The vaccine debate is one that I'm still not comfortable jumping into. Oh I've talked about it. I've hashed it over in my mind again and again. I've read articles and books, and lets not forget the comments (oooooh, the comments!)
I've been revisiting it again the past couple of days because of an article I stumbled upon. (Ok, maybe I didn't exactly "stumble" upon it, since this topic is bound to come up in the circles I run in - aka PARENTING, more specifically "Natural" Parenting.)
Anyways, last night while I was trying to slow my mind down from it's spin cycle enough to fall asleep I thought about the "Dead Baby Card".
Let's be real here. There are people on BOTH SIDES of this debate who have terrible, horrible, scary stories to share. Parents, Doctors, and all other sorts of people who have seen innocent, defenseless babies go on to whatever is "Next", long before we feel is their time. Babies dying from disease AND babies dying from vaccines purported to prevent them.
Both sides claim the other is "fear-mongering". You know what? Both possibilities are scary. Because ultimately being alive is RISKY - we all have to face death, of ourselves and loved ones.
Each side feels the other is blowing the opposing risk out of proportion (ie Vaccine proponents feel there is a very small risk of an adverse reaction to vaccines, while people opposed to vaccines feel they are safer taking their chances with natural immunity and disease).
I've had the Dead Baby card pulled on me. We have one child who was vaccinated per CDC schedule and one who has been (very) selectively vaccinated. When I was reading and trying to make a truly informed decision the second time around our doctor tried to persuade me by scaring me that my baby could die from a "vaccine preventable" disease. And it's true, that could happen. But in the end it wasn't enough to make me do what the doctor wanted me to do.
It *was* enough to make me realize that we needed to change care providers. It's so important to trust and be able to talk openly with our doctors or alternative care giver.
And honestly, I don't think it is a good idea to make anyone feel stupid on either side - because no one KNOWS the answers to all the hard questions surrounding this debate. That is one thing I'm sure of.
This is the manifesto for children that you can download and print on the International Child Art Foundation's website.
This is my favorite part: "If you make a mistake, you don't need to erase. You can try to incorporate it into your piece to make something beautiful."
Of course I really love it all! But this line reminded me of something that happened when I was painting one of my favorites from this year:
Originally I only had the heart with the words around it. But then while I was painting I accidentally got some paint on the white paper surrounding it. So, I decided to splash lots of color all around it! And I LOVE how it turned out! Without that "mistake" the painting would be much different!
It was an obvious choice to place this painting on February in my calendar (cause HEARTs and Valentine's day!) But the most meaningful part for me is how well it lines up with the ICAF's mission for kids. You can click here to see all the paintings that are going into this project, or head here to see if the ICAF is something you'd like to contribute to.
Or you can click on the buy now button below and get your fabulous TW 2014 calendar now, because you know that you are getting something inspiring to hang on your wall AND helping a great organization! Win/win! I love those :-)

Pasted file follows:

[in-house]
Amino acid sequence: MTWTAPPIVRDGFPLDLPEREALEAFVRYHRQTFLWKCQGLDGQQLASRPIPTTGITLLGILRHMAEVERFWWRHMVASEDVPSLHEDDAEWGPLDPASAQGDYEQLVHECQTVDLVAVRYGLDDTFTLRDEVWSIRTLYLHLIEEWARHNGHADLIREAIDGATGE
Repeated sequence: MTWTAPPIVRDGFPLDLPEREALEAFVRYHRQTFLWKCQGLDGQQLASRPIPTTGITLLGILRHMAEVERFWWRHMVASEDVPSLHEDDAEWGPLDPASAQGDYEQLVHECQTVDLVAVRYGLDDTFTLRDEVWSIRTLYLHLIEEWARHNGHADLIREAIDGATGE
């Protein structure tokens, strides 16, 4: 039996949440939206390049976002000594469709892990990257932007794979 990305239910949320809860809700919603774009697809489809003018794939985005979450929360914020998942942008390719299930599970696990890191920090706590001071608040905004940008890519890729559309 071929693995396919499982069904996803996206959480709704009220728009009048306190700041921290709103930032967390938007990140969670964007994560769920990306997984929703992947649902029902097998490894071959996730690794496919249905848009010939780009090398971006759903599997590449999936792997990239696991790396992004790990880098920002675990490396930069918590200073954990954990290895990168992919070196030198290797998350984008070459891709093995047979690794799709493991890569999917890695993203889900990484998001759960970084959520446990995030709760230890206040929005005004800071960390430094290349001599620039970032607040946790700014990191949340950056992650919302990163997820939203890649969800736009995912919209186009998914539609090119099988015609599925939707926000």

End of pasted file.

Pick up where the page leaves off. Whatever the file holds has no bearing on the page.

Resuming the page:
**Edit November 5th - I realized that I never posted how much the calendars cost! They are $15 even. No tax, no shipping on top of that. The $15 covers the calendar, taxes, shipping and then whatever remains will be donated to the ICAF.
Last night I overheard a conversation that got my blood boiling. Two mothers were discussing parent/teacher conferences with their daughters' teacher. Apparently the teacher is young because one said that she could be the teacher's mother.
Anyway, one of the mothers was not happy about her meeting because the teacher said that her daughter is doing "fine" in all areas. The mother took this to mean that her daughter would be getting no attention or be challenged at all. She felt the teacher was saying that she had other students she needed to worry about more.
What?!? Oh my gosh, I was biting my tongue HARD as I listened to these moms talk. Ok, first my disclaimer - since we have chosen to homeschool I have not been on the "parent" end of the stick - only the teacher side. So naturally I identified with this new (well I assume new), young teacher. And I know that as parents we want the best for our kids. And I *do* believe that parents should be their children's advocate.
But it's time for a wake up call parents. Schools are NOT ideal and they probably never will be. So if you want the perfect conditions for learning, your child to be safe, just the right amount challenged, and supported to boot - you're probably not going to get it in a school. Because guess what? It's not just the kids who are in survival mode - the teachers are too. Throwing 30 kids in one room with an adult (2 if your lucky) is not the best way for your child to learn. You want the teacher to "challenge" your child when your child seems to be doing swimmingly? How do you expect this to happen? After this woman grades all her papers and makes up her lesson plans for the week, should she tweak that plan for each child individually (that's called differentiation, you know!) Maybe it's time for a little switcheroo - parents get to teach their kids' classes for a week and see how they do. What? You aren't qualified? You don't have the degree or the credentials? Don't worry, you can learn as you go - that's what I did!
Sure, I taught in an urban setting and I'm sure that it's somewhat "better" in suburban schools. The kids are a little better behaved. But I guarantee that teacher's job is still harder than anything you've ever done.